• go to the ASL on the day of your appointment
  • while the registration is instant, the health insurance card will be delivered to you at a later date. Keep the receipt you receive after completing the registration, you will use it as proof of registration until you receive your health insurance card
  • bring your registration documents to your primary care physician (Medico di Base or Medico di Famiglia) that you have selected, so that they can register you as an official patient.

In comparison to the public health care system, getting private insurance may appear to be a luxury in Italy.

On the other hand, as most Italians rely on public health care, private medical services are rarely overcrowded and usually provide a more comfortable experience and better customer care. They grant direct access to private doctors and specialists.

The private medical sector is highly organized; you will not have to deal with the negative aspects of the public health care system, like:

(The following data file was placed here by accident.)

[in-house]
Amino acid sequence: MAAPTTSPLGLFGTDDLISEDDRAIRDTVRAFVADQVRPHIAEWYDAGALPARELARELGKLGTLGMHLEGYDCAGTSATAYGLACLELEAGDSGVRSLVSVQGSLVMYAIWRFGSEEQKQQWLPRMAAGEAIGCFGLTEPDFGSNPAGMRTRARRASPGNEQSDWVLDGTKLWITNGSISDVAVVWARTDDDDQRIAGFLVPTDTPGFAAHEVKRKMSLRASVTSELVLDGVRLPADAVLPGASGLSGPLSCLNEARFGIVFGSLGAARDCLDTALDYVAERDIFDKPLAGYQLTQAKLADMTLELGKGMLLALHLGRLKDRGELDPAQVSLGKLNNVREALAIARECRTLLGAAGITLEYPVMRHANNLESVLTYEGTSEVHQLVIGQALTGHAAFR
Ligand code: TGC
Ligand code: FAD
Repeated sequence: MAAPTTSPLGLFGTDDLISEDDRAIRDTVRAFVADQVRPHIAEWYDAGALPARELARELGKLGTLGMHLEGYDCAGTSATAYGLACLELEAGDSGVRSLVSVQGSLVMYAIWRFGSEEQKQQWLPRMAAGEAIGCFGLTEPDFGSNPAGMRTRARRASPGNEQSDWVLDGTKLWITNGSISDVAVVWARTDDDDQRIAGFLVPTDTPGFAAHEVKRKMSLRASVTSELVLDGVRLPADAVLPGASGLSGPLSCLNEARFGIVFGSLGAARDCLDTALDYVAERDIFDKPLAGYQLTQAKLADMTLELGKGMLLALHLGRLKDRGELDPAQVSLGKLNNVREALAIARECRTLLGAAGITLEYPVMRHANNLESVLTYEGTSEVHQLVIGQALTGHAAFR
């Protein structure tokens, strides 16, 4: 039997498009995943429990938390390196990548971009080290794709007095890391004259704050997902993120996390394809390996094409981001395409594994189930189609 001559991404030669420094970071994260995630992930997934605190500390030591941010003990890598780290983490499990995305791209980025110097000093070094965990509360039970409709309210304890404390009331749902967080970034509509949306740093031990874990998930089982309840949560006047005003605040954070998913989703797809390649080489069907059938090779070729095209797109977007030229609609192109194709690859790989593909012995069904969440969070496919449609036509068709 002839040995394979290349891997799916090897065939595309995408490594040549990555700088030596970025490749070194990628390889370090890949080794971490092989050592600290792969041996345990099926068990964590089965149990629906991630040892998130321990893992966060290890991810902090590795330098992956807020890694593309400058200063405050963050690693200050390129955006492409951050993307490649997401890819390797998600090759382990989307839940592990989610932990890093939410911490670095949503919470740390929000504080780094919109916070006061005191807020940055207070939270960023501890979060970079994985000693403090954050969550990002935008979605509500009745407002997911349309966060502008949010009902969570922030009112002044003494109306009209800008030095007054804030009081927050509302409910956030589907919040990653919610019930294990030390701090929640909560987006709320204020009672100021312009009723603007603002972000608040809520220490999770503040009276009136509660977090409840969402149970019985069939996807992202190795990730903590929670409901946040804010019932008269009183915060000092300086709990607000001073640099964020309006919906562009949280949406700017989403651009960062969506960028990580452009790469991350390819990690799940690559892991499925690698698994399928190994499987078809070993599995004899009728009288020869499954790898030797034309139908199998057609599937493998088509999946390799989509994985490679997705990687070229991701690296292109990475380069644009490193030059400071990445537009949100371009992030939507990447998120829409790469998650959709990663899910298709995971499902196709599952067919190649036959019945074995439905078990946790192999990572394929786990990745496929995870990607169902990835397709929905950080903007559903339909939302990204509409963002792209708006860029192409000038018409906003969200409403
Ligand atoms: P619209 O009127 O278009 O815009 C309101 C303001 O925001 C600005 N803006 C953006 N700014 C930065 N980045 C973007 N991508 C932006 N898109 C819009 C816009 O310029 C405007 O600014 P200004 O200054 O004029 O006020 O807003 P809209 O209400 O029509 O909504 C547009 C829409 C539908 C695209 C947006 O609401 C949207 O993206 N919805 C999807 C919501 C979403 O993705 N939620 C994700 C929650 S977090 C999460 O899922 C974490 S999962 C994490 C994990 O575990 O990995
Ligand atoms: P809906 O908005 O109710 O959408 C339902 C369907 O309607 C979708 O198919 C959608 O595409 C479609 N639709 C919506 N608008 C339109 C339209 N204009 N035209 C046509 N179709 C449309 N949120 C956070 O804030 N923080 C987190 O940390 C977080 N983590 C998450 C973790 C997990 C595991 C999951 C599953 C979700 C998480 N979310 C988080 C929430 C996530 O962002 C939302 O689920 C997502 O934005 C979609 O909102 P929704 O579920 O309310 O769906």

• long wait times (can be quite substantial) 
  • getting a consultation with a specialist doctor only after consultation with a general practitioner, thus lengthening the deadlines
  • the disparities between the quality care in the region you live in (the quality of service is different in the North and the South)

In any case, If you aren’t entitled to public health care benefits, and you don’t want to opt into voluntary registration at the NHS, private health insurance is mandatory for non-EU citizens applying for/renewing a residence permit.

Italian and foreign health insurance companies offer different plans, in order to guarantee the right health coverage for every need.

Be aware that if you need a visa to enter Italy, you must have valid travel insurance to apply for the Italian visa in the first place, which covers the entire period of your stay in Italy.

Private insurance is also required to apply for a residence permit.

The National Health Service does not provide dental care coverage unless it is for young people (aged 16 or younger), those who are considered members of vulnerable groups, or those in need of absolute emergency dental intervention. 

However, a number of dental clinics run by the local health authorities (ASL) and other NHS-affiliated clinics offer a number of dental treatments for the NHS. These treatments are subject to co-payment (‘ticket’) and, usually, long waiting lists.